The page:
Trump’s China Tariffs Have Pulled in Around $16 Billion So Far

By Petr Svab
Petr Svab
Petr Svab
Petr Svab is a reporter covering New York. Previously, he covered national topics including politics, economy, education, and law enforcement.
May 21, 2019 Updated: May 21, 2019

The United States has collected some $16 billion in tariffs imposed on Chinese imports by President Donald Trump.

The number is based on duties assessed by the Customs and Border Protection (CBP) by May 1, the agency’s spokesperson said via email.

The tariffs have been imposed gradually since July 6, 2018, on $250 billion worth of annual Chinese imports as Trump tries to squeeze the most favorable trade deal out of ongoing negotiations with China.

Trump has since hiked the tariffs even further after he said the Chinese reneged on a nearly finished deal. China has issued retaliatory tariffs, but since it imports dramatically less from the United States than vice versa, it holds weaker leverage.

Trump has said he will use some of the tariff money to compensate U.S. farmers for losses incurred due to China’s retaliation.

In addition to the tariffs specifically aimed at China, the CBP has also assessed on May 1 more than $1.6 billion in Trump’s tariffs on aluminum, more than $5.1 billion in his steel tariffs, and nearly $750 million in tariffs he put on solar panels. Chinese products have also been significantly affected by these tariffs.

Tariff Timeline

Trump has for years proposed using tariffs as a cudgel to force China and other trading partners into rebalancing trade relations. He’s criticized China in particular for underhanded practices, such as forced technology transfer from foreign companies, theft of U.S. intellectual property, and currency manipulation.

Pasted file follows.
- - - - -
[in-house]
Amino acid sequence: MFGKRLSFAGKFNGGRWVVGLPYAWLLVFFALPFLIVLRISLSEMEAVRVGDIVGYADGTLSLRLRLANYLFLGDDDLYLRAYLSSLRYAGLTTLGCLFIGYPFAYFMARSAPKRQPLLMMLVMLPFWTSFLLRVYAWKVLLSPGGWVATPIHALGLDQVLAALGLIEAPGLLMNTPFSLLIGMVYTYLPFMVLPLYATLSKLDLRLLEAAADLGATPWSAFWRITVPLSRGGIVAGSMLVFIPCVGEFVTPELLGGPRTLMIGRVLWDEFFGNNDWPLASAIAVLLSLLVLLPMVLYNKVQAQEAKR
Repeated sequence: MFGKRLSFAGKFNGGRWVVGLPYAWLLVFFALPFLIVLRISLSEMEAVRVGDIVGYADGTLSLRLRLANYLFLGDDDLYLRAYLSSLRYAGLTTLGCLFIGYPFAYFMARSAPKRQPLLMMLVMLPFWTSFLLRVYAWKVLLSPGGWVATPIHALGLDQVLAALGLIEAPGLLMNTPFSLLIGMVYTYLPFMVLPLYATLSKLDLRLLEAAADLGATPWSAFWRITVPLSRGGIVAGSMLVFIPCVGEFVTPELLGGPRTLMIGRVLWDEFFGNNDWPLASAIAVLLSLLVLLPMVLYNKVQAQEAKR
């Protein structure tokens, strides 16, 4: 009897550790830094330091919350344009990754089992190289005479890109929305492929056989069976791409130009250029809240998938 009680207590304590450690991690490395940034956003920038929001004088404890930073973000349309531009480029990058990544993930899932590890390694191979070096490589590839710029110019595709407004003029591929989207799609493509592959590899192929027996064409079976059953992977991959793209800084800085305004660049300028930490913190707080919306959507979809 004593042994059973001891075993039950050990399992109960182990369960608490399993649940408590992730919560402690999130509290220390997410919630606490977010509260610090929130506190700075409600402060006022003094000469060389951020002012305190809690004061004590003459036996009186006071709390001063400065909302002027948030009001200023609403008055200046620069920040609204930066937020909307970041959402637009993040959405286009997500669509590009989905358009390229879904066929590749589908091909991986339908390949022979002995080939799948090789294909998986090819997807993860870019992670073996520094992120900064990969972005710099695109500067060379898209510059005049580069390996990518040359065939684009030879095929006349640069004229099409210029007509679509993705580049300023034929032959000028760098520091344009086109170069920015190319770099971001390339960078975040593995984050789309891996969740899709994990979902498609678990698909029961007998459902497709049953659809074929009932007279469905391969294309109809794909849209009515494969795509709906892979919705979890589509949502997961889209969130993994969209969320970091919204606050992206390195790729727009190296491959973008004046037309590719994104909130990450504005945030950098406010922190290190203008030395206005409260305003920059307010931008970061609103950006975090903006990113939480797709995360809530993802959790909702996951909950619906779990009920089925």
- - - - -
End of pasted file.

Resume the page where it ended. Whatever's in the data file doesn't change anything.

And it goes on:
Trump started his offensive trade measures with a 20 percent tariff on washing machines (increased to 50 percent on imports above the first 1.2 million machines a year) and a 30 percent tariff on solar panels (above the first 2.5 gigawatts in solar cells a year). Those went into effect on Feb. 7, 2018.

Next, he put a 25 percent tariff on steel and 10 percent on aluminum, effective March 23, 2018. Canada, Mexico, the European Union, Australia, Argentina, Brazil, and South Korea received exemptions from the tariffs, but Canada, Mexico, and the EU lost their exemptions on May 31, 2018. Trump agreed to lift the tariffs from Canada and Mexico on May 17, 2019.

Trump’s first tariffs exclusively targeting China went into effect on July 6, 2018—25 percent on $34 billion of goods.

More tariffs hit another $16 billion of Chinese goods on Aug. 23, 2018.

Another 10 percent tariff on $200 billion worth of Chinese goods took effect on Sept. 24, 2018.

By Oct. 2, 2018, the CBP had already assessed $4.4 billion in the steel, aluminum, and China tariffs, the Washington Examiner reported.

Tariffs on the $200 billion in Chinese goods were to increase to 25 percent on Jan. 1, but Trump postponed the hike to give room for negotiations, which, he said, were progressing well at the time.

Yet, as the deal was nearing completion, Beijing backtracked on commitments to change its laws on key issues including forced technology transfer, theft of U.S. intellectual property, and currency manipulation, according to Reuters.

Trump alleged China is trying to wait him out, hoping he’ll lose the 2020 election and the next president will give China more favorable treatment.

On May 10, the tariffs on the $200 billion in Chinese goods increased to 25 percent.